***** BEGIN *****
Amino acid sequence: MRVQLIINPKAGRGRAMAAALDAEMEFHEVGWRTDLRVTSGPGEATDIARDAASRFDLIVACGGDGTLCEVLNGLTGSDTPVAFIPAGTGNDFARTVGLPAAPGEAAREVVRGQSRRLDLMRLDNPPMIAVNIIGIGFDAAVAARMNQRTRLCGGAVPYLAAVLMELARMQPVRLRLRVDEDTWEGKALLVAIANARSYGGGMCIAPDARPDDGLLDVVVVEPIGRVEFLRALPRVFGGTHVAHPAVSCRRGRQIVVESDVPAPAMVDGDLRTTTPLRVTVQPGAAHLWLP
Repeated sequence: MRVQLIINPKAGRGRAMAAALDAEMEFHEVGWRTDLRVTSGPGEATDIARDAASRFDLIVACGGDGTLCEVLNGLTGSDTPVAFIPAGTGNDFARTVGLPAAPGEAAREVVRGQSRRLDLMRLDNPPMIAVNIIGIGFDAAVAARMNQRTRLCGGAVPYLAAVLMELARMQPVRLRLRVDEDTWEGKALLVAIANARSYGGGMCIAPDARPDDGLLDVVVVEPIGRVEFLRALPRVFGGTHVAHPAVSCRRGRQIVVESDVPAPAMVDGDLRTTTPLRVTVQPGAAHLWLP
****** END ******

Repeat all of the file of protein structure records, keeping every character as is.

Amino acid sequence: MRVQLIINPKAGRGRAMAAALDAEMEFHEVGWRTDLRVTSGPGEATDIARDAASRFDLIVACGGDGTLCEVLNGLTGSDTPVAFIPAGTGNDFARTVGLPAAPGEAAREVVRGQSRRLDLMRLDNPPMIAVNIIGIGFDAAVAARMNQRTRLCGGAVPYLAAVLMELARMQPVRLRLRVDEDTWEGKALLVAIANARSYGGGMCIAPDARPDDGLLDVVVVEPIGRVEFLRALPRVFGGTHVAHPAVSCRRGRQIVVESDVPAPAMVDGDLRTTTPLRVTVQPGAAHLWLP
Repeated sequence: MRVQLIINPKAGRGRAMAAALDAEMEFHEVGWRTDLRVTSGPGEATDIARDAASRFDLIVACGGDGTLCEVLNGLTGSDTPVAFIPAGTGNDFARTVGLPAAPGEAAREVVRGQSRRLDLMRLDNPPMIAVNIIGIGFDAAVAARMNQRTRLCGGAVPYLAAVLMELARMQPVRLRLRVDEDTWEGKALLVAIANARSYGGGMCIAPDARPDDGLLDVVVVEPIGRVEFLRALPRVFGGTHVAHPAVSCRRGRQIVVESDVPAPAMVDGDLRTTTPLRVTVQPGAAHLWLP